While the AWS console gives you a nice point and click interface, and really helps you explore the vast service catalog of AWS, the use of the CLI should not be neglected.

Some of the advantages of the CLI:

  • Reusable, can the same command multiple times, perhaps with slight modification for quickly creating multiple instances of similar resources.
  • Reproducible, can run the same command, to reproduce exactly the same kind of resource as has been created before.
  • Programmable, can create scripts that gather info from configuration files and then run commands to combine the other two advantages.

I do not list ‘Convenience’ here, as that is much more of a taste and preference.

Why MFA?

Enabling MFA increases the security of your AWS account by quite a lot. Without it, anyone who can get control of your email account can take over your account.

For more information on why and how to enable MFA, please look at the AWS documentation

MFA using the Console

When you log into the console with a browser, you are faced with a dialog asking you for ‘Account ID or alias’, ‘IAM user name’ and password.

Authentication dialog
Authentication Dialog in AWS Console

After that you will get an ‘Multi-factor Authentication’ dialog

MFA dialog
MFA Dialog in AWS Console

After you have entered valid MFA code, you get access to the Console and can use it as usual.

But enough introduction.

MFA using the CLI

This is the part that I wanted to write about, using multiple accounts with even more roles. For this example we will imagine a person, Bob Johnson, who has an IAM account in 2 accounts, and can assume 3 roles in the third account.

This gets hairy quickly, but let us not skimp on the details. So to concretize the imagination, first let us define user accounts. The following credentials are meant to belong to the same physical user.

Account ACME

  • IAM user: bob
  • AWS AccountID: 12345NAN1234
  • Access key: NOTETHISISNOTREALKEY
  • Access secret: ANDTHISISNOTEITHERavalidKEY+Butpleasetry
  • IAM Roles: AcmeAdminRole

Account FooBar

  • IAM user: bjohnson
  • AWS AccountID: 78902NAN7890
  • Access key: THISISNOTAREALKEYYES
  • Access secret: SPOILERALERTThisKeyISNOTVALIDJustExample

Account BasZoo

  • AWS AccountID: 34322NAN4567
  • IAM Roles allowed to be assumed from account 78902NAN7890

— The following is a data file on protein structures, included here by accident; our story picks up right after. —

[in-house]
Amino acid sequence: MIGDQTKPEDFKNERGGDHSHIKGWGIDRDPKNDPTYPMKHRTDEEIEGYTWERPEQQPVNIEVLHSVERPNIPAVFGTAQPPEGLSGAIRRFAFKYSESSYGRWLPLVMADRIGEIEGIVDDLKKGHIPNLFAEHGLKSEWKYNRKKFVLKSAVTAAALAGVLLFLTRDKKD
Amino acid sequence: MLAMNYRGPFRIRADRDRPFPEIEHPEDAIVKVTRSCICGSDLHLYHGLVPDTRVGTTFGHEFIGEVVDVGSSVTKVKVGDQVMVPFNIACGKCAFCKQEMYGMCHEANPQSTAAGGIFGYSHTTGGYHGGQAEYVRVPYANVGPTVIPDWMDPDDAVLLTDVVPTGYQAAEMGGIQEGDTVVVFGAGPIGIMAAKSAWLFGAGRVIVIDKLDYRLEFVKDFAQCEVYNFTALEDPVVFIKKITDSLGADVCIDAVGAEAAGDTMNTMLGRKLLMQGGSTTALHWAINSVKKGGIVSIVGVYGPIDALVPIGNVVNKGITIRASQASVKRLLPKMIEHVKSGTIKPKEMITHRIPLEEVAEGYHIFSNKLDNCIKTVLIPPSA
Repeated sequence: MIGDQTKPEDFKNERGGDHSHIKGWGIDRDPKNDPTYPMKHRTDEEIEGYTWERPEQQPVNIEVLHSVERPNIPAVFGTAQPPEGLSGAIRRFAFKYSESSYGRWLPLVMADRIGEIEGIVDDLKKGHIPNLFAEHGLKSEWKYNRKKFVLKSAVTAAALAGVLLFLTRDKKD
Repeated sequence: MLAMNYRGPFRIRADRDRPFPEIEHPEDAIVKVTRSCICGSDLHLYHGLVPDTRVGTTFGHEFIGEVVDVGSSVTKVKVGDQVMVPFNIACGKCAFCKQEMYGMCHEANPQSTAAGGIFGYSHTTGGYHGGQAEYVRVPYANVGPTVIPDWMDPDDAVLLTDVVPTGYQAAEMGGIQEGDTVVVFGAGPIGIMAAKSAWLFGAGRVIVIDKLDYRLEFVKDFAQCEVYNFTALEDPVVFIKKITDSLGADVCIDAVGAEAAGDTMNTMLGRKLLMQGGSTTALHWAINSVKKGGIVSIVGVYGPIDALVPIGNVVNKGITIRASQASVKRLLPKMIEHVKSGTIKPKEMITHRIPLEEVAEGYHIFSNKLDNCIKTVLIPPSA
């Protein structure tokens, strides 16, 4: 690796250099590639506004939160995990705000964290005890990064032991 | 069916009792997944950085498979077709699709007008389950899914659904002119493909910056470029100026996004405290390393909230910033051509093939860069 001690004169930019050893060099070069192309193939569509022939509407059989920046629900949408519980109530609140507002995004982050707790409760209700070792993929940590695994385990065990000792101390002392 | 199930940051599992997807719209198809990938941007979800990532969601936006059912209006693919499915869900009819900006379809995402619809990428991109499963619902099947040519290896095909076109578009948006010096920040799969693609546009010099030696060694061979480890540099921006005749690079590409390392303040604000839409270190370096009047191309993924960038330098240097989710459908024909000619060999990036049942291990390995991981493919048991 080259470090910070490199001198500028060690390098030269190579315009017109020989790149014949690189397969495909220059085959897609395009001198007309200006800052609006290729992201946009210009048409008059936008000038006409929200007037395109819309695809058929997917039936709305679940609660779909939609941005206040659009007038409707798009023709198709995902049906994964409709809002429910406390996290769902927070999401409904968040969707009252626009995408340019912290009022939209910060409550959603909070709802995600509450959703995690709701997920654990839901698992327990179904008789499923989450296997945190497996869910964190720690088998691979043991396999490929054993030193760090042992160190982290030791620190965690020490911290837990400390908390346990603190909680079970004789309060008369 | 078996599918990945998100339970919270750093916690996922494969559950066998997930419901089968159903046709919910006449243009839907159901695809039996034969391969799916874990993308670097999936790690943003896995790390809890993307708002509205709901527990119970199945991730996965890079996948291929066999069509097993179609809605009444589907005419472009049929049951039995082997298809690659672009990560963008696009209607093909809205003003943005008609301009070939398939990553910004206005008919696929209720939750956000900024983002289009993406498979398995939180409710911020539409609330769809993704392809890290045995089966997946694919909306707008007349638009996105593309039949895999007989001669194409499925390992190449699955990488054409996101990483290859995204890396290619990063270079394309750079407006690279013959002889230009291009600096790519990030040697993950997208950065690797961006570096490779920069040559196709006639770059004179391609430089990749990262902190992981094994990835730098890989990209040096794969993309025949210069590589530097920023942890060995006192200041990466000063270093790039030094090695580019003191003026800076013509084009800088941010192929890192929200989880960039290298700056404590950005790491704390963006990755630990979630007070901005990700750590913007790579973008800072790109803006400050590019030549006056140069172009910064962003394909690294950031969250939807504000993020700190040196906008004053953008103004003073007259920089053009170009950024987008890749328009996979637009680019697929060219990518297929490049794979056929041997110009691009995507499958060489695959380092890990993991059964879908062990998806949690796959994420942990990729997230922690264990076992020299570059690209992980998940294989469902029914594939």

• DeveloperRole
    • ArchitectRole
    • AdminRole

This was the scenario, now let us look at how to implement this.

Implementation

First we need to look at how to configure the CLI.

If you have a working CLI configuration and want to try this, just copy your working folder away to a safe place and start with a clean configuration.

Basic user

We begin here. We define the 2 accounts in ~/.aws/config

[AcmeAccount]
mfa_serial = arn:aws:iam::12345NAN1234:mfa/bob
output = json

[FoobarAccount]
mfa_serial = arn:aws:iam::78902NAN7890:mfa/bjohnson
output = json

And corresponding credentials in ~/.aws/credentials

[AcmeAccount]
aws_access_key_id = NOTETHISISNOTREALKEY
aws_secret_access_key = ANDTHISISNOTEITHERavalidKEY+Butpleasetry

[FoobarAccount]
aws_access_key_id = THISISNOTAREALKEYYES
aws_secret_access_key = SPOILERALERTThisKeyISNOTVALIDJustExample

The IAM identity

To map the IAM identity to the accounts, we add the following to ~/.aws/config

[profile acme]
user_arn = arn:aws:iam::12345NAN1234:user/bob
source_profile = AcmeAccount

[profile foobar]
user_arn = arn:aws:iam::78902NAN7890:user/bjohnson
source_profile = FoobarAccount

This gives us profiles that are connected to the account defined before. And this is the only place that we want to refer to AcmeAccount and FoobarAccount.

Then we can use the aws sts get-session-token command to get temporary credentials with the profile. I wrote a simple python wrapper around that command. I call the script refresh_mfa.py Check the end for the script.

We want to match 1 to 1 on identitys and accounts in this part.

Temporary credentials

To get new temporary credentials, we use the script with the IAM profile name as an argument.

bob@pigz:~$ refresh_mfa.py acme
Creating acme credentials profile
OTP from device: 324235
bob@pigz:~$
bob@pigz:~$ refresh_mfa.py foobar
Creating foobar credentials profile
OTP from device: 424242
bob@pigz:~$

This will create an entry in ~/.aws/credentials that will look something like this:

[acme]
aws_access_key_id = ASITISTHISISNOTVALID
aws_secret_access_key = nosuprisehereeitherisit?Ihopenot+Random!
aws_session_token = Yeah+ThisIs+some+serious+lenghty/string+so/I+cannotBebothered+mTFcLwZSciG+Uv35QUwBH6lGCMxAD1bES2OaC+Lt1ARrm4Xk0JVI76QKFbl9Ww1s+i0gU+orRnQ78JP6rVZvDPlBFLm8DveWOaJV+SKwAYN65xdjSo5yA+IUl2iAwcbaQImLJLCPxxOWULfLg25HSWUT7MpjLX7Q4yGcYhpnivX8hMoSGGIRu6MnJS/irpWOGbyo+hLm8DveWOaJV+SKwA52dn

[foobar]
aws_access_key_id = ASIBASIFASITROLOLOLO
aws_secret_access_key = yetanotheraccesskey+3eFvZbrBAYmF2NqGfuYb
aws_session_token = SVGD76eBPRU32Zp/mTFcLwZSciG+Uv35QUwBH6lGCMxAD1bES2OaC+Lt1ARrm4Xk0JVI76QKFbl9QoGZXIvYXdzEDkaDBPaqBhgOdfHf2Vv6M0AlPp4/LprUNJABJxhWWOPe8aUy5ZKtTMbxR+6O6lmQn8lD7+6hAhKP178JasTJipBN1hTKCBgC+HEkWBKthk8vroZx7pCt+cGLoeU2KCFGxtyw5Cp/IghAe9uV4MUa7kfNew4hc+D+8yiQis42g2go/R72LQT2eWbd/o56A8JE

These entries are temporary, all 3 values will be changed when you run refresh_mfa.py next time.

And now we can use the profile acme to run aws commands

bob@pigz:~$ aws --profile acme --region eu-west-3 cloudformation list-stacks
{
    "StackSummaries": []
}
bob@pigz:~$

Roles and profiles

This rather cumbersome setup becomes really useful when we add different profiles and roles to the mix. To complete the setup we imagined earlier in the document, we can now add the following to the ~/.aws/config file

[profile baszooDev]
region = eu-central-1
role_arn = arn:aws:iam::34322NAN4567:role/DeveloperRole
source_profile = foobar